SC: The slur is used mostly in porn industry, escort webpages, and others. This book is part of a story that I’m telling. A story that many people know about but dare not to speak about. When Sofía came to life she did it not in the most common way. She came to life as a shemale, what men wanted at that time. A chick with a dick. The word was part of Sofia’s story. She was an experiment to her self and others. It was the only way she could come to life and be known. I mean, look up the hashtag #SheMale on Twitter and all you see is beautiful trans women. I know the word or the tittle may offend some, but I could not write something else because it’s my story, not anyone else’s. I’m a transgender woman. I was born a man. To some people I’m just a shemale; to me I’m a woman. The She Male Experiment is part of who I am. I was my own experiment, and as much as I would like to say it differently it would not feel real. And I wanted this book to feel real. I think that if someone gets offended by the tittle it’s because she or he is insecure. I’m not here to educate about how to become a transgender woman or man, or how to label someone. I’m here telling a story that felt right to me. I’m not an (LGBT) activist. I’m telling a story the story of Sofía.
TE: How did you get into the Sex Industries?
SC: I have never been in the porn industry if that’s what you’re asking. I don’t think they will pay me enough to do porn. No offense, I love porn but I don’t see myself doing it. And that’s the sad part about all this. Most transgender women have to do porn in order to survive in this so-called society, or have to become escorts to be who they want to be. Becoming the woman you always dreamed of becoming could be very expensive for some. That’s when most decide to become the price and pay the price. This is the subject none wants to talk about. That’s why I wrote this book. Because I have been there. I know how it feels and I know how hard it is to let go.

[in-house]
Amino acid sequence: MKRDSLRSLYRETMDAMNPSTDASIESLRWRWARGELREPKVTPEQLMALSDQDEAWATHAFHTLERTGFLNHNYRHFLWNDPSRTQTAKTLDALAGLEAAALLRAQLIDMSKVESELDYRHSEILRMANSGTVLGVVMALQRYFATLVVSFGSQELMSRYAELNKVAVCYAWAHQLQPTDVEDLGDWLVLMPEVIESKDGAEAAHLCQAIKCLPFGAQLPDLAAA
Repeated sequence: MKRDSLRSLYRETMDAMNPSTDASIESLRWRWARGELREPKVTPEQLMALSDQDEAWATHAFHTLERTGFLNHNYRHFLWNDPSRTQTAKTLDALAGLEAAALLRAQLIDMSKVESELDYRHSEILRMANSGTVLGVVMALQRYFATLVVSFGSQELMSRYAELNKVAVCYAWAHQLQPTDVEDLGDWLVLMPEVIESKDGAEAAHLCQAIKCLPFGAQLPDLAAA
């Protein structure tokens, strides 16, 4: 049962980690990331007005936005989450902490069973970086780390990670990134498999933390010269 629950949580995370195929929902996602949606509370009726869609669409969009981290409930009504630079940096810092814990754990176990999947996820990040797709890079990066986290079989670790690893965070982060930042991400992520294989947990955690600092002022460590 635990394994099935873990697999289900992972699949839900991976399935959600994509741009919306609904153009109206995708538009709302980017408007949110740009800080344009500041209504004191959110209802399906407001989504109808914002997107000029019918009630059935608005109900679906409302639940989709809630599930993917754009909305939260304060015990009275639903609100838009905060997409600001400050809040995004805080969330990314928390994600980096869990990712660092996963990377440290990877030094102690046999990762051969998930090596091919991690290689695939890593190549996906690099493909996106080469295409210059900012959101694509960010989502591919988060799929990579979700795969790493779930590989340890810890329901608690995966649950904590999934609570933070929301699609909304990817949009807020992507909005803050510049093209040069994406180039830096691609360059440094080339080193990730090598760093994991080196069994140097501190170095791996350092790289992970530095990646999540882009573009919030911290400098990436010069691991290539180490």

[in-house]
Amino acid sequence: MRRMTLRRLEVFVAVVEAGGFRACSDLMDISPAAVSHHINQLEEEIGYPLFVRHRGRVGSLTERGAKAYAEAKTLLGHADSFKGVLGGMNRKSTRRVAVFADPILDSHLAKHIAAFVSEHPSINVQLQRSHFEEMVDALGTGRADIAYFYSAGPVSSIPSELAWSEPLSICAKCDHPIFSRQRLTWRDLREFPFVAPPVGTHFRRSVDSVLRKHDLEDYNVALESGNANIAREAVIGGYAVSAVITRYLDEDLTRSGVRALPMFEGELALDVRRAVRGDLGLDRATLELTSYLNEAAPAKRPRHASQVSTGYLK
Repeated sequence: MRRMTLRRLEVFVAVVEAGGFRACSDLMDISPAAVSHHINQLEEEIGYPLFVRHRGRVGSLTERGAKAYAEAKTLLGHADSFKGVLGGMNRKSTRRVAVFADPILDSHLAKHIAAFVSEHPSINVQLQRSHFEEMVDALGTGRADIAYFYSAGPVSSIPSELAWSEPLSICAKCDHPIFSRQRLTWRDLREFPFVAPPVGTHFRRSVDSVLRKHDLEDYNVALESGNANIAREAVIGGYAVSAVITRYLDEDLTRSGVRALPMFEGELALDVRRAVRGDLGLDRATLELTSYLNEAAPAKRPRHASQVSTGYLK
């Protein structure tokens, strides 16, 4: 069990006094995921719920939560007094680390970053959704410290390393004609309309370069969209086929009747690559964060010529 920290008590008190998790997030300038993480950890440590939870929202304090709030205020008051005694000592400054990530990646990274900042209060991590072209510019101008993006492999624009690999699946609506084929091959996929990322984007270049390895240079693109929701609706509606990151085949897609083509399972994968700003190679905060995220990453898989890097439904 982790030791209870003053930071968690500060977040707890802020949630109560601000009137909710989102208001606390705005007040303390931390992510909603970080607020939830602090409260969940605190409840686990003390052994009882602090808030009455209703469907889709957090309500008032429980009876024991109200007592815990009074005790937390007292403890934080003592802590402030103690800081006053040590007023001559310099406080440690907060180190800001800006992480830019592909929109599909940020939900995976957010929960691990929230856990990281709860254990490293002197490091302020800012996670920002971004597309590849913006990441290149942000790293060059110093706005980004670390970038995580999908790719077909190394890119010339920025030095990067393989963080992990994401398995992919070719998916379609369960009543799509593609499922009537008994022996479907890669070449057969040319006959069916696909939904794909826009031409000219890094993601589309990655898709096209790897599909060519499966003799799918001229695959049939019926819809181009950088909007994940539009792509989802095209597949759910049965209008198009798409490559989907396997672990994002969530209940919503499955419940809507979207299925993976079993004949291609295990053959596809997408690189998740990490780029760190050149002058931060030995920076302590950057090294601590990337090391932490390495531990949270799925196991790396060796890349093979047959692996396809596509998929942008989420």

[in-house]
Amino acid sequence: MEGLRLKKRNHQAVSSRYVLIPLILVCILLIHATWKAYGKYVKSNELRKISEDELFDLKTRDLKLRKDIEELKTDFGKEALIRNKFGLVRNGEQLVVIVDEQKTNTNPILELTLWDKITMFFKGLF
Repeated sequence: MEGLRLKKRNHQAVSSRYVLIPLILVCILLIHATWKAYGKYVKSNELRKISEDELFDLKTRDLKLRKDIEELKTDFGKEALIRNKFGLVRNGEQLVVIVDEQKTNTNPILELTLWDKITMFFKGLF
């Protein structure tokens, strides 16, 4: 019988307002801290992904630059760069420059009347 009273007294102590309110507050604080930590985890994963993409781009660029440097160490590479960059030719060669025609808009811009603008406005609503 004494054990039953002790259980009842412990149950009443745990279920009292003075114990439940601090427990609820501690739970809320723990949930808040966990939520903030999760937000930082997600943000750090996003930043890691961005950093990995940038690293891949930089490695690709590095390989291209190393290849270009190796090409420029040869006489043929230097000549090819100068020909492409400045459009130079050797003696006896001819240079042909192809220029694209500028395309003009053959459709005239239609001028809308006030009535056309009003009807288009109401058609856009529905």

TE: Your twitter bio states that you’re an Adult Entertainer. Would you elaborate?
SC: Exactly. To become an adult entertainer you don’t have to make a movie or a sex scene. I would have to tell the readers to read to book to get the answer to this question. This is a very personal chapter on [this] and well explained in the book. I don’t want to give this very personal moment away.
TE: How do you respond to people who claim that sex work is “unethical”?
SC: Sex work is the oldest profession known. Unethical is not surviving and giving up. I think that people who judge have no right to do so. People do with their body what they feel it’s best. I’m no one to judge what people think. I think that answers your question.
TE: You mentioned on Twitter that this is the first of three books you’re writing. Do you have titles for the next two books yet?
SC: It’s part of my transition and story. When your follower thought negative about the tittle it is because she has not read the book and would not understand the meaning of the first book. Yes the titles are set and the second book is almost done, but first I want to focus on this one. The story of Sofía Clark could not be told in one book. It’s like when someone is transitioning: it’s baby steps one step at a time.
TE: Just one last question: Do you have any advice on how a trans woman could pitch her book to a publisher?
SC: The only way to pitch anything you believe in is by knocking on doors and never giving up. By believing in your work and making others fall in love with it.
TE: Thank you for taking time out to speak with us tonight.
SC: I loved every minute of it. I love the way you ask questions, so real and so professional. Thank you. I see a bright future.
TE: (blushes brightly)